call us385-777-2753

What to Do After an Arrest?

 Posted on November 11, 2023 in Criminal Defense

UT defense lawyerAn estimated 32,000 people are arrested each year in Utah. Following an arrest, you may not be aware of your rights. You may be agitated and think you have to answer any questions the police ask you.

Our Davis County criminal defense attorneys are here to provide you with an overview of your rights following an arrest and when you should contact an attorney. 

Miranda Rights

If a police officer is arresting a suspect and intends to question them, then the officer must read the arrestee's Miranda rights

Your Miranda rights come from the Supreme Court decision of Miranda v. Arizona. In Miranda, the defendant was arrested at his home and taken into police custody. He was interrogated by two police officers for two hours, after which he signed a written confession. 

The confession was admitted as evidence at trial, and the jury found Miranda guilty of kidnapping and rape. On appeal, the Supreme Court of Arizona ruled that the defendant’s constitutional rights were not violated.

The U.S. Supreme Court thought otherwise, ruling that a person’s Fifth Amendment right to self-incrimination does apply to a person being questioned in police custody.

Invoking Your Miranda Rights

The Miranda warning consists of the following verbiage or something similar:

“You have the right to remain silent. Anything you say can and will be used against you in a court of law. You have the right to an attorney. If you cannot afford an attorney, one will be provided for you. Do you understand the rights I have just read to you? With these rights in mind, do you wish to speak to me?”

The suspect must verbally confirm their understanding of these legal rights. Besides that, you should keep silent until your attorney arrives.

What Happens if You Are Arrested Without a Warrant?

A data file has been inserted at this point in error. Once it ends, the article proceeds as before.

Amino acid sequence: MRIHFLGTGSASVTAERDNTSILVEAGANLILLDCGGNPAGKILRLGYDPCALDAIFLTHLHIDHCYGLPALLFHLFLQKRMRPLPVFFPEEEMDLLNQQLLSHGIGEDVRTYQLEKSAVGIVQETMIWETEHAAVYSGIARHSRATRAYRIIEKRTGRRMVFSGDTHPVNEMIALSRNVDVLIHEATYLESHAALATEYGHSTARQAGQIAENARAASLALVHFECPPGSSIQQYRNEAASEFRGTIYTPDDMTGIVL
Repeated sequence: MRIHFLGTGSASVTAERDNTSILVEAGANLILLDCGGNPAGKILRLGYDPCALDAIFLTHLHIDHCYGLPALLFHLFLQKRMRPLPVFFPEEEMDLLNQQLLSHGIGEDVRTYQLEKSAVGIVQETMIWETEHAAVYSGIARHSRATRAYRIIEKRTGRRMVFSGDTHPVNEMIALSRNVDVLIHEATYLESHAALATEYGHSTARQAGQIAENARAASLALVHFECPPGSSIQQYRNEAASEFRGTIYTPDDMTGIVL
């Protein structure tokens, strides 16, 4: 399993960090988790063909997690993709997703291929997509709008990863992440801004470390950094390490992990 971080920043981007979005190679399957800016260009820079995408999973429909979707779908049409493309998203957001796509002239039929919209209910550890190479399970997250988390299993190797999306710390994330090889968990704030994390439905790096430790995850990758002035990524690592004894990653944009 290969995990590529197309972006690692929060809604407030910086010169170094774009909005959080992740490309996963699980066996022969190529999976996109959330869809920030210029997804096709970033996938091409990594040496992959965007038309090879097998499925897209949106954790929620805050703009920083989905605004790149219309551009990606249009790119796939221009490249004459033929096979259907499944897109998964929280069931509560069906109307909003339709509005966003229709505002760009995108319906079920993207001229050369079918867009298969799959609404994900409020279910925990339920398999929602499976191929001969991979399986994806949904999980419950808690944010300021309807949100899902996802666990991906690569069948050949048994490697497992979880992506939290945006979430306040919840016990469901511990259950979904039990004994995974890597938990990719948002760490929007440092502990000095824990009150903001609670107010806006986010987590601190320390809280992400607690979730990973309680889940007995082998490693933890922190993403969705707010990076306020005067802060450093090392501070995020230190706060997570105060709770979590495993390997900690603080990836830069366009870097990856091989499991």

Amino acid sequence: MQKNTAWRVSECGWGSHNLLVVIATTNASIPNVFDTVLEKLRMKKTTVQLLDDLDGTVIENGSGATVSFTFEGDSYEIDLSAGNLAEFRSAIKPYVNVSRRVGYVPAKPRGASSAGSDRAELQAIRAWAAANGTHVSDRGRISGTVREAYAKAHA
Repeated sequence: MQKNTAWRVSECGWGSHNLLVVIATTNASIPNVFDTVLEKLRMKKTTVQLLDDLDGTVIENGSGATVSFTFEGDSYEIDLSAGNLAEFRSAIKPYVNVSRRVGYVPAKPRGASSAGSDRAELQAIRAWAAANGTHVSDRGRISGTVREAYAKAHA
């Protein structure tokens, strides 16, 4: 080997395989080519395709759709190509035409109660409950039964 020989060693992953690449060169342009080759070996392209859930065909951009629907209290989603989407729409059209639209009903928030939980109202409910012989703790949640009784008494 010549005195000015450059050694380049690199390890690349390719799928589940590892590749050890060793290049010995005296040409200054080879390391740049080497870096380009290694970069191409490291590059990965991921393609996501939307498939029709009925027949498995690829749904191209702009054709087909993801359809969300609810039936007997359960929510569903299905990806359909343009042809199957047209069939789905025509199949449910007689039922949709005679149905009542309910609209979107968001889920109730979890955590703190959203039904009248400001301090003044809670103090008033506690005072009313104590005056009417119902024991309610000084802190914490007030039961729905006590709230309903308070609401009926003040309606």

In Utah, law enforcement is not required to inform you of why you are being arrested. Nonetheless, according to Utah Rules of Criminal Procedure Rule 9, a police officer must present to a magistrate the reason for your arrest within 24 hours of your detainment. 

The magistrate will review the evidence presented by the prosecutor to decide if probable cause exists. Probable cause means that based on the information available, a reasonable person would believe that you committed a crime. If the magistrate agrees that probable cause exists, then the judge must decide if you qualify to be released on bail.

Contact a Criminal Defense Attorney

You should reach out to a Salt Lake City criminal defense attorney immediately after your arrest. An attorney will make sure that the police are not using coercive tactics to get you to confess. This may include threats, force, or other means of persuasion. A criminal defense attorney knows the tactics that police officers use and will not let them get away with this dishonest behavior.

A Salt Lake City, UT, Criminal Defense Attorney Offering Aggressive Representation

If you find yourself on the wrong side of the law, you may not know what to do. That is where the help of a Davis County, UT, criminal defense attorney cannot be underestimated. Contact Collins Rupp, P.C. today online or by calling 385-777-2753 to schedule your free consultation.

Share this post:
badge badge badge badge badge
Back to Top